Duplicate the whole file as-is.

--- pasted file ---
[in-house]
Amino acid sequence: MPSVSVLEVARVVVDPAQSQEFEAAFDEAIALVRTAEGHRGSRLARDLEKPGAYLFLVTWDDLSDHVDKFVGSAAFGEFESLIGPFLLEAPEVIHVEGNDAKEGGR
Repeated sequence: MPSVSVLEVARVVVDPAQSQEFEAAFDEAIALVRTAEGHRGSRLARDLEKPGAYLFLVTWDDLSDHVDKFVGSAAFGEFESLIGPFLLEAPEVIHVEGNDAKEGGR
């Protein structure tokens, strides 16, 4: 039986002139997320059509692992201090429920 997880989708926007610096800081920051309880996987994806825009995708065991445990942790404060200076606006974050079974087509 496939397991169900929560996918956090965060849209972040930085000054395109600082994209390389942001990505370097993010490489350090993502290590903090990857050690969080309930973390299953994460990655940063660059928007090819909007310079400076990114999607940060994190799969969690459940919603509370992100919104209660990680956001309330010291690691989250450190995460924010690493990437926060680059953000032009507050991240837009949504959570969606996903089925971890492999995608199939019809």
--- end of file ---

[in-house]
Amino acid sequence: MPSVSVLEVARVVVDPAQSQEFEAAFDEAIALVRTAEGHRGSRLARDLEKPGAYLFLVTWDDLSDHVDKFVGSAAFGEFESLIGPFLLEAPEVIHVEGNDAKEGGR
Repeated sequence: MPSVSVLEVARVVVDPAQSQEFEAAFDEAIALVRTAEGHRGSRLARDLEKPGAYLFLVTWDDLSDHVDKFVGSAAFGEFESLIGPFLLEAPEVIHVEGNDAKEGGR
């Protein structure tokens, strides 16, 4: 039986002139997320059509692992201090429920 997880989708926007610096800081920051309880996987994806825009995708065991445990942790404060200076606006974050079974087509 496939397991169900929560996918956090965060849209972040930085000054395109600082994209390389942001990505370097993010490489350090993502290590903090990857050690969080309930973390299953994460990655940063660059928007090819909007310079400076990114999607940060994190799969969690459940919603509370992100919104209660990680956001309330010291690691989250450190995460924010690493990437926060680059953000032009507050991240837009949504959570969606996903089925971890492999995608199939019809």